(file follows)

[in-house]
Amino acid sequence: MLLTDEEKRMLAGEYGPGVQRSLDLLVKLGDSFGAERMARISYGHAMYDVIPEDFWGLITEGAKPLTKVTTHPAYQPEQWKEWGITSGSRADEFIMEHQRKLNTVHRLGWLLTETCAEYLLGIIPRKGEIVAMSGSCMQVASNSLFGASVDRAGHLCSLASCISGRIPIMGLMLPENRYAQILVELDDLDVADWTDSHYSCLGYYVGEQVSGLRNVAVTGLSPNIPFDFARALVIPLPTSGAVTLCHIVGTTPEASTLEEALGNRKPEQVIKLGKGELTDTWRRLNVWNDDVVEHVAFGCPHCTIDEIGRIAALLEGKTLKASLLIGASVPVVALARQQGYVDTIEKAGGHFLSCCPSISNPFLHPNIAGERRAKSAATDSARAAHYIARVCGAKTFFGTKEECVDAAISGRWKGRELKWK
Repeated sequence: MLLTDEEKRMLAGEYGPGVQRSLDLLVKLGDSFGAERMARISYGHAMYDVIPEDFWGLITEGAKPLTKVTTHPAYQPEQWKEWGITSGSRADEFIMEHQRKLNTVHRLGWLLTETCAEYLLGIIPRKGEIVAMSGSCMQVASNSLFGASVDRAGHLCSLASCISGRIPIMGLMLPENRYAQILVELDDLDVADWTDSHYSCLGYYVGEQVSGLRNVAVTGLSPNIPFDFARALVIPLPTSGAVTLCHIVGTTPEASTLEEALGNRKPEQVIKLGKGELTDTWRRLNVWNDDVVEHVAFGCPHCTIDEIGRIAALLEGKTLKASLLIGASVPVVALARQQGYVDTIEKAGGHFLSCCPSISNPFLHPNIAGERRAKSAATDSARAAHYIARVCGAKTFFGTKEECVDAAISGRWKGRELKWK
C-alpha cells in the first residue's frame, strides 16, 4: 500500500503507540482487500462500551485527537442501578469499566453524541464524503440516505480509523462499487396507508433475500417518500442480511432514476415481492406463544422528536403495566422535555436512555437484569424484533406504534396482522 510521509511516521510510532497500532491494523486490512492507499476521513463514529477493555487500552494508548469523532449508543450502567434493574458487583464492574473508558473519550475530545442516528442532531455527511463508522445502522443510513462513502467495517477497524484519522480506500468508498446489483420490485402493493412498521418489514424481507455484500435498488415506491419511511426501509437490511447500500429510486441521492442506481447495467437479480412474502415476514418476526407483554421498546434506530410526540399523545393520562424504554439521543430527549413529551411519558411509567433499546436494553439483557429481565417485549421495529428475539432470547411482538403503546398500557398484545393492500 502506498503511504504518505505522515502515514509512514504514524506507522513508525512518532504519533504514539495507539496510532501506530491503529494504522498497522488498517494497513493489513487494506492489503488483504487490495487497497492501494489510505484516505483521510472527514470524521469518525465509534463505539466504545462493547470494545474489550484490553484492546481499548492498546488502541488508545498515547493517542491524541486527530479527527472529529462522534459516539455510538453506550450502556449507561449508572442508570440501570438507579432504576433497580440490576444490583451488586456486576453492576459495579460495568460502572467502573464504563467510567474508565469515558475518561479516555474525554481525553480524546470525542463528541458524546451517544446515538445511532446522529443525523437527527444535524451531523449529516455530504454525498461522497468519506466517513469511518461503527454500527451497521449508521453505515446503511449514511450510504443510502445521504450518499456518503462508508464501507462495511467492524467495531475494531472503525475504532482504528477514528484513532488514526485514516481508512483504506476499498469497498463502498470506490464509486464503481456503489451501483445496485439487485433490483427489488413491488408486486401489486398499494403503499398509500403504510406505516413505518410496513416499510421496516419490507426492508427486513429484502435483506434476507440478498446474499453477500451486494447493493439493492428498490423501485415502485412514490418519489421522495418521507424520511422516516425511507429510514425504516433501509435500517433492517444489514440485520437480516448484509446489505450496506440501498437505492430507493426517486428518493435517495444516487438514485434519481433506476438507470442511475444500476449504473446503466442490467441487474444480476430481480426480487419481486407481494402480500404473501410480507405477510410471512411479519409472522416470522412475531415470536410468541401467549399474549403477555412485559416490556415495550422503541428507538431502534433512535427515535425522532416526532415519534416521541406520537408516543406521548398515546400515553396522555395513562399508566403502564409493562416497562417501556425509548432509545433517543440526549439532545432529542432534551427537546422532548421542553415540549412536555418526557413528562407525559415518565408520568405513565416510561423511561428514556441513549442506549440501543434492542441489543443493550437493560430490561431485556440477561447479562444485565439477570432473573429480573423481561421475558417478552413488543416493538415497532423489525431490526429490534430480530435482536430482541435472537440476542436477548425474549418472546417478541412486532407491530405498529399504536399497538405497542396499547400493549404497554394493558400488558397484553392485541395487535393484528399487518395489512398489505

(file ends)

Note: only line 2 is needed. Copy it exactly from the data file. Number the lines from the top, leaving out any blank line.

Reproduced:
Amino acid sequence: MLLTDEEKRMLAGEYGPGVQRSLDLLVKLGDSFGAERMARISYGHAMYDVIPEDFWGLITEGAKPLTKVTTHPAYQPEQWKEWGITSGSRADEFIMEHQRKLNTVHRLGWLLTETCAEYLLGIIPRKGEIVAMSGSCMQVASNSLFGASVDRAGHLCSLASCISGRIPIMGLMLPENRYAQILVELDDLDVADWTDSHYSCLGYYVGEQVSGLRNVAVTGLSPNIPFDFARALVIPLPTSGAVTLCHIVGTTPEASTLEEALGNRKPEQVIKLGKGELTDTWRRLNVWNDDVVEHVAFGCPHCTIDEIGRIAALLEGKTLKASLLIGASVPVVALARQQGYVDTIEKAGGHFLSCCPSISNPFLHPNIAGERRAKSAATDSARAAHYIARVCGAKTFFGTKEECVDAAISGRWKGRELKWK